My OCD has a warped way of interpreting matters in my life. For instance, when I grow comfortable in relationships, it tries to persuade me that I’m just not happy – that I don’t belong with this person. Because God forbid my world doesn’t revolve around him each second.

In the past, it even made me break up with or pull away from guys out of fear of hurting them or leading them on. Thankfully, those mishaps led me to where I am today – with a man who understands these intrusive thoughts as much as I do now.

I’m glad I recognized this as a symptom of OCD (and simply being human) before I allowed it to destroy my current relationship. I must admit, it’s brought me close to a breaking point; and at times, I even think I’m better off alone because I can’t deal with the torment my mind endures.

The guilt. The shame. The terror for having one fleeting thought.

Everyone has questions and doubts in relationships. Everyone gets “bored” from time to time. Everyone wonders. It’s human nature for your mind to explore – but it’s what you do with these thoughts and emotions that defines you and your relationship.

If only I had known that people experience these fleeting notions every second of the day. Some thoughts just stick. They play on a loop, and the more attention you give them, the stronger they become, and the more real they feel.

For me, these “doubts” started as early as my first relationship. I didn’t realize it then, but I wasn’t losing feelings for the guy I was dating. Instead, I was developing stronger ones – just in a different sense. The butterflies had flown away, and I no longer wanted to spend every waking moment with the guy. I did, however, feel secure and content in his presence. But at the time, my OCD lied to me and tricked me into thinking that I no longer cared for this person, because why else would I not be over-the-moon while holding his hand?

Long story short, one simple fear of losing connection attracted a million others, my mind focusing only on flaws, until I was buried beneath my own shame.

I pulled away. He cut all ties. And it was then, in the midst of devastation, that I realized the doubts were meaningless.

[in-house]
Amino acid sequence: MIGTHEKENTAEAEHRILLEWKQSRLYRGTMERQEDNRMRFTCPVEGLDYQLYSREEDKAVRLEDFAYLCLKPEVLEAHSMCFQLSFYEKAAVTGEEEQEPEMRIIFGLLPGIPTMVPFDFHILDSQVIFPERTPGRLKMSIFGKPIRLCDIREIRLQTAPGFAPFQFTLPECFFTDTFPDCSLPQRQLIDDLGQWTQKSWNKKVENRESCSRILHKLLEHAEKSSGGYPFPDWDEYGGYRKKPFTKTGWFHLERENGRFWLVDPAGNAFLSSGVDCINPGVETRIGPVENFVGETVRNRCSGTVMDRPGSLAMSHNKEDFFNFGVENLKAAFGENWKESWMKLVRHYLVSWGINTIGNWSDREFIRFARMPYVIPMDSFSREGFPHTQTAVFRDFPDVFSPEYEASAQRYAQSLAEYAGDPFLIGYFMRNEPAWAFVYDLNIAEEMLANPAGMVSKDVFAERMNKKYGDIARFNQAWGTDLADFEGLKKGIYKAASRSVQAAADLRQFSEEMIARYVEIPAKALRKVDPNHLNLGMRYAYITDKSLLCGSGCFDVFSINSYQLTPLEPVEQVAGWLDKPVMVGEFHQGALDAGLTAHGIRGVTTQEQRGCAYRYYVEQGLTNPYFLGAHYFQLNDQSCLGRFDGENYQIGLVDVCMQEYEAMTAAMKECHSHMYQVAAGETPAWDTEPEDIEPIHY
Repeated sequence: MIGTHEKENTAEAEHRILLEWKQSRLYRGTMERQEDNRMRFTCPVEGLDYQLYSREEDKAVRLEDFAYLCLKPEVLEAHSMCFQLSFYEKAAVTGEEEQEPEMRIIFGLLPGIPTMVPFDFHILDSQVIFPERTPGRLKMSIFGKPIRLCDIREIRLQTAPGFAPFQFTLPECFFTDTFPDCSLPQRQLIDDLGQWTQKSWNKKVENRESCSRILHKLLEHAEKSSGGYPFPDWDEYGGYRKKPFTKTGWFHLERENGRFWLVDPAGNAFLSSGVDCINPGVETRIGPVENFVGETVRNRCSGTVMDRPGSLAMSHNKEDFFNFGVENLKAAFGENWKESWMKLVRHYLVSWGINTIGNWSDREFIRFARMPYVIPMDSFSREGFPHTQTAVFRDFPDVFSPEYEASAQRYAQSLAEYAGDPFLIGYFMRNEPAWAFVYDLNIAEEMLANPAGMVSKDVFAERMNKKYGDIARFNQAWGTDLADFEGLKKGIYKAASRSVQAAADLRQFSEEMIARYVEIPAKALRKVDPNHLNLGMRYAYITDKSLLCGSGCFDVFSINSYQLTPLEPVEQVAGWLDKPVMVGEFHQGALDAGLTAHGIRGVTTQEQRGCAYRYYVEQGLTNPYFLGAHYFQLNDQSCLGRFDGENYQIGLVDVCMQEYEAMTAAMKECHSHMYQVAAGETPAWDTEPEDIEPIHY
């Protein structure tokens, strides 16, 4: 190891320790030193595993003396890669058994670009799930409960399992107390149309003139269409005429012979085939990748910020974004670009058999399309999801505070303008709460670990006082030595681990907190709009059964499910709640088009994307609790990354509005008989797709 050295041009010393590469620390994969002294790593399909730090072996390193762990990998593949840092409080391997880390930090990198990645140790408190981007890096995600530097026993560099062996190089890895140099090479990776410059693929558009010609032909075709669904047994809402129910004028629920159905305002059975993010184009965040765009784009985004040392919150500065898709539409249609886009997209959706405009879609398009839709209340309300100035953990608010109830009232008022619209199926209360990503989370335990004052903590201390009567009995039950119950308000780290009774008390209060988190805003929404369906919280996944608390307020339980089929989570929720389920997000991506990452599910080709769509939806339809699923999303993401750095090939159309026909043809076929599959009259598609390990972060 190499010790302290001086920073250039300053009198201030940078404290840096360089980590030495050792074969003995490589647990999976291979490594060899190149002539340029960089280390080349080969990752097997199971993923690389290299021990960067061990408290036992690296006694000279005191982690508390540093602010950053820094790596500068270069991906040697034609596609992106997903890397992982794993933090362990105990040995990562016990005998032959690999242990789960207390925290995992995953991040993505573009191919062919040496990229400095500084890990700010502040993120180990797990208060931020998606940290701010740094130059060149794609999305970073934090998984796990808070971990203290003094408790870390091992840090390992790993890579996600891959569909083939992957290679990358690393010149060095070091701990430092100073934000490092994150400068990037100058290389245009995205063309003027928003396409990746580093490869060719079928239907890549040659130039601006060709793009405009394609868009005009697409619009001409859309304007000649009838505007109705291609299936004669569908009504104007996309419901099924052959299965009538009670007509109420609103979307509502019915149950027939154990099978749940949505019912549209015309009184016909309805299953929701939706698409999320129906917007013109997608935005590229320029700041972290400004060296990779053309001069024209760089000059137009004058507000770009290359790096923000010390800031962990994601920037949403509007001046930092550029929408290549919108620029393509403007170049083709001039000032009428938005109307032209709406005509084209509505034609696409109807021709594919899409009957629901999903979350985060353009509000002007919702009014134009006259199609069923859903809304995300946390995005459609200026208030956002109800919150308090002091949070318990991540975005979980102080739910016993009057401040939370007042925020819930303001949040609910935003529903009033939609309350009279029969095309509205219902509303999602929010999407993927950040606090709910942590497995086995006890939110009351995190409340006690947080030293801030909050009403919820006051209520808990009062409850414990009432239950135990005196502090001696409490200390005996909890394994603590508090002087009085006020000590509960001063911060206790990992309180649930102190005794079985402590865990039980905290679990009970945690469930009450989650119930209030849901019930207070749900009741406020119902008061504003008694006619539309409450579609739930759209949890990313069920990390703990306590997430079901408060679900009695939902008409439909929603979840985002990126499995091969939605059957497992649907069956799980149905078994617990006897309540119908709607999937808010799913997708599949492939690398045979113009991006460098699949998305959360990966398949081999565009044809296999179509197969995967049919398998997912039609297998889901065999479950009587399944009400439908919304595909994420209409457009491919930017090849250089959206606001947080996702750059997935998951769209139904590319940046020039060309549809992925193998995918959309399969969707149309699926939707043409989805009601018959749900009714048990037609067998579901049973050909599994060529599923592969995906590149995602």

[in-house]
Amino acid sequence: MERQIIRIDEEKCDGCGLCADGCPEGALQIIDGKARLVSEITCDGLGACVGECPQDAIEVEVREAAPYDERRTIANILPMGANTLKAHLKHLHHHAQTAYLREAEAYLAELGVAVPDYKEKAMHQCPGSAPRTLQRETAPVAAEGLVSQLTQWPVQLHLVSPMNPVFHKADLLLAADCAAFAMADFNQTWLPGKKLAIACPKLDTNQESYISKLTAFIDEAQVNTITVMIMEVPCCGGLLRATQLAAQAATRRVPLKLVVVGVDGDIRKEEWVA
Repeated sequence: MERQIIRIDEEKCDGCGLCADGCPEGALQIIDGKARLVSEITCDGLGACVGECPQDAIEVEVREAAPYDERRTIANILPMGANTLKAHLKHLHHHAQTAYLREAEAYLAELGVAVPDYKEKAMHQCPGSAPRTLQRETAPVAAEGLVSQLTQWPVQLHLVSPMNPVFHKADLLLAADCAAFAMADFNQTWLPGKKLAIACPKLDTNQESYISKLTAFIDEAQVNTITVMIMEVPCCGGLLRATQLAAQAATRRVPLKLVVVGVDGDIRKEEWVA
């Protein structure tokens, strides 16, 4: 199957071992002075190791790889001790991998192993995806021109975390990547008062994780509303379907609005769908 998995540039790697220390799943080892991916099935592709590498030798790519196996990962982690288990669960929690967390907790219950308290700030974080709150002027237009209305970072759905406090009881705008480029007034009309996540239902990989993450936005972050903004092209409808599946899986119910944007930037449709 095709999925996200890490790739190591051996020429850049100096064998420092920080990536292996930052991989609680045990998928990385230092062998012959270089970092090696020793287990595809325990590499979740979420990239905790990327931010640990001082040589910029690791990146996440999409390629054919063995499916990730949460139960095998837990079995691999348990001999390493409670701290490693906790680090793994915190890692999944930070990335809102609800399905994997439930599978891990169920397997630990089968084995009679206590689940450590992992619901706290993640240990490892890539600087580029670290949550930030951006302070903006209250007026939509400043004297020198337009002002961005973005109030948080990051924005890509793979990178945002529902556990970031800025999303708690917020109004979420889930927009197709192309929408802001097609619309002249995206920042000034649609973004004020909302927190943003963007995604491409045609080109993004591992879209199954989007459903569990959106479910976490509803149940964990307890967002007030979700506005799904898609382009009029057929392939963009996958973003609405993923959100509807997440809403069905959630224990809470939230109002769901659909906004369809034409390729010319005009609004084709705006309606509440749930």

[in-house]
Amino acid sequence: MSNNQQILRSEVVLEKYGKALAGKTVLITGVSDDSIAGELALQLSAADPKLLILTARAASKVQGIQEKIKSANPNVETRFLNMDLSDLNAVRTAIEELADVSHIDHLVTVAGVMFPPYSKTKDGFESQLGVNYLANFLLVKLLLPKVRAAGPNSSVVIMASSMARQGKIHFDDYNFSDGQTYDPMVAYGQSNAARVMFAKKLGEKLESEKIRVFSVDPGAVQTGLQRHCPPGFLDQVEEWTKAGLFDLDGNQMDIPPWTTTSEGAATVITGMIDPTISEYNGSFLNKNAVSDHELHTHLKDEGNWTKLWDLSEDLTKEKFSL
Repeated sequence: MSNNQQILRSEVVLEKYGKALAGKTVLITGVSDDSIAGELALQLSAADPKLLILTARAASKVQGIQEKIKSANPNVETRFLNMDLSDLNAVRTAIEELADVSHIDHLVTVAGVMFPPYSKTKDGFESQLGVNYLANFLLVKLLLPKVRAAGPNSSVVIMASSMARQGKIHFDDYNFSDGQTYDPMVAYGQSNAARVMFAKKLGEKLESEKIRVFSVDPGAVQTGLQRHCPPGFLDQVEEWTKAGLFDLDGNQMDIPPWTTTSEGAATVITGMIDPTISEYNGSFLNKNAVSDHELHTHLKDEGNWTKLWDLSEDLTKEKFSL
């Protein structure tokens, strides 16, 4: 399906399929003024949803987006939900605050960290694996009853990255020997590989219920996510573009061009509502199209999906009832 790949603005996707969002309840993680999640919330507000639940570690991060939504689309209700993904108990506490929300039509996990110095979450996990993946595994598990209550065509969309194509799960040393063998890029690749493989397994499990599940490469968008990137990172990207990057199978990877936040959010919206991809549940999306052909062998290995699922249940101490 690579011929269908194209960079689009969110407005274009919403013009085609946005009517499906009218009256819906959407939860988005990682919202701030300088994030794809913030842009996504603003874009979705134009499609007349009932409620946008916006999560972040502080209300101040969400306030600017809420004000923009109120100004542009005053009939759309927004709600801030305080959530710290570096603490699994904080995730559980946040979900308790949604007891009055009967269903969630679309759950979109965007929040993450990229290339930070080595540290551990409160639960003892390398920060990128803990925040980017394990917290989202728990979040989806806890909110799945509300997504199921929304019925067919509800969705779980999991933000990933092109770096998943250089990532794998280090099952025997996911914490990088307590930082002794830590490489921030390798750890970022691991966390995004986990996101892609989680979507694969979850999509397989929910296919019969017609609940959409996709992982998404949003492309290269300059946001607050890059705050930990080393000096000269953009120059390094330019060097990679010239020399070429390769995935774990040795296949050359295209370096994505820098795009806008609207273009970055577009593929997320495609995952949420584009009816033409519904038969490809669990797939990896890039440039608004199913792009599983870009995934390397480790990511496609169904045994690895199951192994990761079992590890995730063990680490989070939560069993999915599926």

Since then, I experienced these exact emotions in every relationship I’ve had. One night, I wasn’t in the mood to make out with my then-boyfriend. We were arguing a lot, and I didn’t feel the connection that night. But all of the sudden, I become overwhelmed with the idea that I was no longer attracted to him.

Another time, an image of me kissing another guy who wasn’t my boyfriend popped into my mind. It was a totally innocent thought – I have never cheated and I never will. But from that point on, I felt so much guilt, as if I had kissed someone else and not just subconsciously imagined it, that I couldn’t even look at my then-boyfriend. I felt like a monster for something I couldn’t control.

But what’s so important to realize is that you are still human, and your mind can still wander without it becoming an issue. You can’t decide what thoughts come into your mind, but you can help how you respond to them.

DO NOT feed these ideas. DO NOT give them more meaning than they hold, unless there is a legitimate reason to. And you will know if there is, because the thought would not be so distressing. You’d want to end things with the person so you can move on with your life. Sure, you’d likely feel disappointed in the situation or upset over hurting the person, but you wouldn’t spend all day worrying and obsessing over whether or not your feelings are valid.

There is a difference between normal doubts and concerning ones. If you genuinely feel that you are unhappy, that you aren’t being treated right, or that the relationship just isn’t working, it’s time to have a conversation with your significant other. You don’t want to put on a front and have your emotions build up until you make a rash decision or start an unnecessary fight. Communication can make or break your relationship. Never be afraid to ask for what makes you happy; but also know that you need to meet your partner halfway.

However, don’t allow yourself to become someone who only wants what they can’t have and never realizes what they have until it’s gone. That person hides in all of us, tempting and nagging, making us believe we will never be satisfied, that perhaps we don’t deserve to be. Acknowledging those ideas is OK. Acting on them or letting them control you – that’s when issues arise.

This isn’t easy. I struggle with it every day because of my ROCD. But there’s a reason I push through and stay in my committed relationship: because I truly do love my boyfriend, even if my anxiety wants to convince me otherwise.

You don’t have to feel guilty for having doubts. In fact, it’s healthy to have them, because it means you are taking your relationship seriously. So take a deep breath and understand that you are normal – and what you’re feeling is normal, too.

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